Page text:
Fenugreek (Trigonella foenum-graecum) is a leafy vegetable and spice crop, native to Indian subcontinent and Eastern Mediterranean region. Phytoplasma infection symptoms were observed in fenugreek at ICAR-National Bureau of Plant Genetic Resources Regional Station, Jodhpur and Agricultural Research Station Mandore Jodhpur, Rajasthan, India. The first appearance of phytoplasma suspected symptoms of little leaf was recorded after 50 days of sowing in the months of January 2022. The major symptoms recorded were virescence, phyllody, shoot proliferation, witches-broom, little leaf, yellowing and overall stunted growth in 146 germplasm accessions at NBPGR research farm, Jodhpur and one major commercially cultivated variety RMT 305 at Mandore Jodhpur. Ten samples from symptomatic and five samples from asymptomatic fenugreek plants were collected and processed for total DNA extraction using the Qiagen DNeasy plant mini kit (Germany). The extracted DNA was amplified using nested PCR assays with universal phytoplasma detection primers for 16S rRNA gene (P1/P7 and R16F2n/R16R2) and secA gene specific primers (SecAfor1/SecArev3 and SecAfor2/SecArev3) (Schneider et al. 1995; Gundersen and Lee 1996; Hodgetts et al. 2008). The amplicons of ∼1.25 kb with 16S rRNA and ∼480 bp with secA gene specific primers were amplified in all symptomatic fenugreek samples. In negative control (asymptomatic plants) no amplification was observed with either of gene specific primers in gel electrophoresis. PCR amplified products from the six selected positive samples (FPP-NBPGR-J-01 to FPP-NBPGR-J-04 and FPP-MND-01 to FPP-MND-02) of 16S rRNA and secA gene, were sequenced from both ends. Sequences were deposited in the NCBI GenBank with accession numbers ON756108-ON756113 for 16S rRNA gene sequences and ON745809 to ON745814 for secA gene sequences. BLAST analysis of 16S rRNA and secA sequences revealed 100% sequence identity among themselves and 99.95 to 100% sequence identity with the earlier reported phytoplasma strains of aster yellows group related phytoplasma strains (GenBank Acc. No. MN239504, MN080270) belonging to Ca. P. asteris (16SrI group). Further analyses of the 16S rRNA and secA gene-based phylogenetic tree and the iPhyClassifier-based virtual RFLP analysis of 16S rRNA gene study demonstrated that the phytoplasma associated with fenugreek phyllody belonged to 16Sr group I (‘Ca. P. asteris’) and subgroup B (GenBank accession AP006628), with similarity coefficient of 1.0. Earlier association of 16Sr-II-D subgroup (Ca. P. australasiae) with fenugreek as host was reported from Pakistan (Malik et al., 2020). To the best of our knowledge, this is the first report of a ‘Ca. P. asteris’, 16SrI-B subgroup related phytoplasma strain associated with fenugreek phyllody in the world. The 16SrI-B phytoplasma strain is a widely distributed strain associated with several agricultural and horticultural crops of India (Rao 2021). This is not only the first instance of fenugreek phyllody disease found in India, but also the first instance of fenugreek phyllody caused by 16SrI-B subgroup phytoplasma worldwide. This report has epidemiological significance and needs immediate attention, as fenugreek is one of the most common seed spice crop being grown all over India.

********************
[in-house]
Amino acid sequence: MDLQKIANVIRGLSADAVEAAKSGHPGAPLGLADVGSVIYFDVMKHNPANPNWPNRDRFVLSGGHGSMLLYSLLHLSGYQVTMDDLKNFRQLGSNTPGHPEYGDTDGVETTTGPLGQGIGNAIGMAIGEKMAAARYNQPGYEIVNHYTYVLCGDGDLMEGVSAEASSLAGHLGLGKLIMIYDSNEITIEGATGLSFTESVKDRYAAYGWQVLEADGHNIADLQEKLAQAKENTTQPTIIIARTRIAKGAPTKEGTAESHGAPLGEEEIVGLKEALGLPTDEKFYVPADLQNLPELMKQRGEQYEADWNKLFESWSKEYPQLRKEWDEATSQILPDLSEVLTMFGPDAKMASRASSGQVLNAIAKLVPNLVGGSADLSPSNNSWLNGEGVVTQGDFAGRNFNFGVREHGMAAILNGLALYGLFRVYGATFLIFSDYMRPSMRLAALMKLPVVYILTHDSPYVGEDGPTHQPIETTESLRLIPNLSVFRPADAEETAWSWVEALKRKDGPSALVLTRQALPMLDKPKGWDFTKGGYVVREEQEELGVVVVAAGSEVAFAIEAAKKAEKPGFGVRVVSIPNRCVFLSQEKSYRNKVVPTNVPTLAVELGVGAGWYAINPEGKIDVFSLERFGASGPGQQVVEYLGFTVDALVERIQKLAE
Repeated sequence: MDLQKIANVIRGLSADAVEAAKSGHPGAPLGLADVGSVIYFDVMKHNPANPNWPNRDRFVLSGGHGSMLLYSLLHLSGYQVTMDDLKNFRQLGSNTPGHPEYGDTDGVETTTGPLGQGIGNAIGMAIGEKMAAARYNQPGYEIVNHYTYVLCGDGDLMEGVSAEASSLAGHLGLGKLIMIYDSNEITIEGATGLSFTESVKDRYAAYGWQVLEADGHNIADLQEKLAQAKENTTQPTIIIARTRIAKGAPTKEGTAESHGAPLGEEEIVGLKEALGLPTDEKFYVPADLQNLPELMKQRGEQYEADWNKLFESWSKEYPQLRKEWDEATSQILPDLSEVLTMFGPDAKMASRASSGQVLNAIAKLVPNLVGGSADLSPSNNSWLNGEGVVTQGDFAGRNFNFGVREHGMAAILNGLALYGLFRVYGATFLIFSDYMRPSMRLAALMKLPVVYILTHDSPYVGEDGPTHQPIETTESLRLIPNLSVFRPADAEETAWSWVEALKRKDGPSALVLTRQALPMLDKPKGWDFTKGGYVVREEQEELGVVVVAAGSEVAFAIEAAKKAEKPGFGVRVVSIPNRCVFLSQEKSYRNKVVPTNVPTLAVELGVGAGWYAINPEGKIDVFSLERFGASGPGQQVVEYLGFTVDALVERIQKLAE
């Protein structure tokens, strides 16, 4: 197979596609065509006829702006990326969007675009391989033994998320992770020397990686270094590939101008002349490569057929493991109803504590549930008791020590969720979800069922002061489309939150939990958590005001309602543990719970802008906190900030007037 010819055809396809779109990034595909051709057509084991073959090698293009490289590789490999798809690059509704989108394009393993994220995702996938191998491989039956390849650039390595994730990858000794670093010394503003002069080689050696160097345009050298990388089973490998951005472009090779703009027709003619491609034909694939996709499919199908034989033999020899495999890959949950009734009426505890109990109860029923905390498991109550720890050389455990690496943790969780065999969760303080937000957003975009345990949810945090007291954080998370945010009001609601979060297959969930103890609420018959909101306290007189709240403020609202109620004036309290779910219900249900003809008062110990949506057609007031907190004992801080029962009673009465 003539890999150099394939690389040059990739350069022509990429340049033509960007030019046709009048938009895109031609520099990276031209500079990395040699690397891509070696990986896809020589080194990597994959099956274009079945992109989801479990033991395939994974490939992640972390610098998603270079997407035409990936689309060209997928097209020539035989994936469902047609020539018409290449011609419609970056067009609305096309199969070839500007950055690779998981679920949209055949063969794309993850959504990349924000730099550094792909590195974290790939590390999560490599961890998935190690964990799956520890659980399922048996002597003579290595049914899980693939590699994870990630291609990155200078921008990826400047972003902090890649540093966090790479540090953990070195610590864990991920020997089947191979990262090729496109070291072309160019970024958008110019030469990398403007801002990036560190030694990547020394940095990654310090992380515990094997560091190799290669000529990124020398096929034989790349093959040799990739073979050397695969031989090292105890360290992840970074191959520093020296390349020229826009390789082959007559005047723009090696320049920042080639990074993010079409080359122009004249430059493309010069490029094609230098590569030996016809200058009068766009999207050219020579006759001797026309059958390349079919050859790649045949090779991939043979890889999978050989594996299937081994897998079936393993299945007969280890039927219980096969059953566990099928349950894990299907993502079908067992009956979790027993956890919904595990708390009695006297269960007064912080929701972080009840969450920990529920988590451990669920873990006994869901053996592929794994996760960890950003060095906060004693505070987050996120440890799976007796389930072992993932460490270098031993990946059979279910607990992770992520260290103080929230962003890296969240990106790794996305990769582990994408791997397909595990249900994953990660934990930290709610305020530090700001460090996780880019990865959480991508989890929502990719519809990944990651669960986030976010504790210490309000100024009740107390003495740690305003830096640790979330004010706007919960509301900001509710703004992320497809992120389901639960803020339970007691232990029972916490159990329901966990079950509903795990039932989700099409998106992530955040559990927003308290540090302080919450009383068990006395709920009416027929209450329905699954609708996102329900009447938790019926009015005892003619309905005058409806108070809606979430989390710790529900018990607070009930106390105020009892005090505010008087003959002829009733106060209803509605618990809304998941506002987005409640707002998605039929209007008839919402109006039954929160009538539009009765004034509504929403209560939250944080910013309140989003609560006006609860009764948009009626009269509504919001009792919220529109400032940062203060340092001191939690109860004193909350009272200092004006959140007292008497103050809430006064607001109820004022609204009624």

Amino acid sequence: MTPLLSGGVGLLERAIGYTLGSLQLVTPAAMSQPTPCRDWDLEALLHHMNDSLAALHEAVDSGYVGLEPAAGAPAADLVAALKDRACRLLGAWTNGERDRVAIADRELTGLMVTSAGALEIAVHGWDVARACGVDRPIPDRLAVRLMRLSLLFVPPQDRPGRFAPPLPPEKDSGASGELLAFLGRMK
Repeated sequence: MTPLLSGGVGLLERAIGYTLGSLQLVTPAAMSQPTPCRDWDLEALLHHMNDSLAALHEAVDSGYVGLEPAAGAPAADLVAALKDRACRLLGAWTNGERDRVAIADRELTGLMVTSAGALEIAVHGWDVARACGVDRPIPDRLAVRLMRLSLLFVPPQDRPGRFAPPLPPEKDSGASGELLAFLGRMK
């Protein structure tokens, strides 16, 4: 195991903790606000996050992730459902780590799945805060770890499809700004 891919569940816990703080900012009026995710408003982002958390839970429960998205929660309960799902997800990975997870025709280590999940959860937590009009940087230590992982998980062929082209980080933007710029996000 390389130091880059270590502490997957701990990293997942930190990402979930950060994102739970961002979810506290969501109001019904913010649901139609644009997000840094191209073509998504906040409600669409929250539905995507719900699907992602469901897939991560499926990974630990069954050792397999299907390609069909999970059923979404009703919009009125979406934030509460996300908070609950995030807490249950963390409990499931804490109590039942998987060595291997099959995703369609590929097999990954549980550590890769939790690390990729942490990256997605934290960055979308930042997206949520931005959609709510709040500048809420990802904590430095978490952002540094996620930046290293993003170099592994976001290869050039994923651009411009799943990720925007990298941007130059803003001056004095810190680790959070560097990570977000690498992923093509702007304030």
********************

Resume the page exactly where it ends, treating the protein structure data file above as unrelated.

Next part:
Cassia fistula commonly known as ‘golden shower tree’ is a deciduous tree with a greenish-gray bark and complex leaves with lovely clusters of yellow blossoms that is also utilized for several purposes in traditional medicine offer therapeutic characteristics (Pawar et al., 2017). Random spotting of flat stem symptoms along with unopened flower beds was observed in C. fistula plant during March 2022 in IISER (Indian Institute of Science Education and Research), Thiruvananthapuram, Kerala, India and during May 2022 in SKUAST (Sher-e-Kashmir University of Agricultural Sciences and Technology), Jammu, which were suggestive of phytoplasma infection (Fig. 1 a-e). Surge of leaf hoppers was also observed in and around the tree. The leaf samples were collected from 3 individual C. fistula trees showing suspected symptoms of phytoplasma and one sample from asymptomatic plant of both the states. Leafhopper (LH) species were collected using sweep net method from both the locations. DNA was extracted using CTAB (Cetyl trimethyl ammonium bromide) method and nested universal PCR primers P1/P7 and R16F2n/R16R2 for the 16S rRNA gene (Deng and Hiruki 1991; Gundersen and Lee 1996) and secAfor1/secArev3 and SecAfor2/ SecArev3 for SecA gene (Hodgetts et al. 2008) were employed for the analysis of the phytoplasma strain association. The symptomatic plants and leaf hopper species showed positive bands of 1.2kb and 480bp for 16S rRNA and SecA gene respectively along with. Purified PCR products of both the genes (16Sr RNA and sec A) were ligated into pGEM ®T vector and cloned in Escherichia coli (DH5-α) were sequenced at Agri Genome labs, Kerala, India. The comparative sequence analysis using the BLASTn tool results showed 16S rRNA sequences acquired from plant samples (GenBank Acc. No. OP950857, OP950858) and the leafhoppers Hishimonus phycitis (OP538583) and Orosius albicinctus (OP538584) of Kerala had the minimum of 99.84% of similarity with Bitter gourd little leaf phytoplasma from Myanmar and maximum sequence identity (100%) with the Rapeseed phyllody phytoplasma strain from Taiwan. The sequences of phytoplasma strains from Jammu trees (Genbank Acc. No. OP801671 & OP801672) and H. phycitis (OP801673) shared 100% similarity with each other as well as with North American grapevine yellows and a minimum of 97.65% with Beta vulgaris phytoplasma from Poland. The pairwise comparison results were completely supported by the corresponding phylogenetic sequence analysis of 16S rRNA and SecA gene sequences of all the isolates in the study which clustered with 16SrI-B subgroup related strains. Virtual RFLP analysis through iPhyClassifer results that were derived from in silico digestions of R16F2n/R2 region of 16S rRNA gene using 17 restriction endonucleases enzymes indicated that all the samples produced similar virtual RFLP profiles identical to the reference strain of 16SrI-B phytoplasma subgroup (aster yellows: Acc. No. M30790) with a similarity coefficient value of 1.0. To the best of our knowledge, this is the first report of the phytoplasma association of ‘Ca. P. asteris’ (16SrI-B) subgroup with Cassia fistula in the world.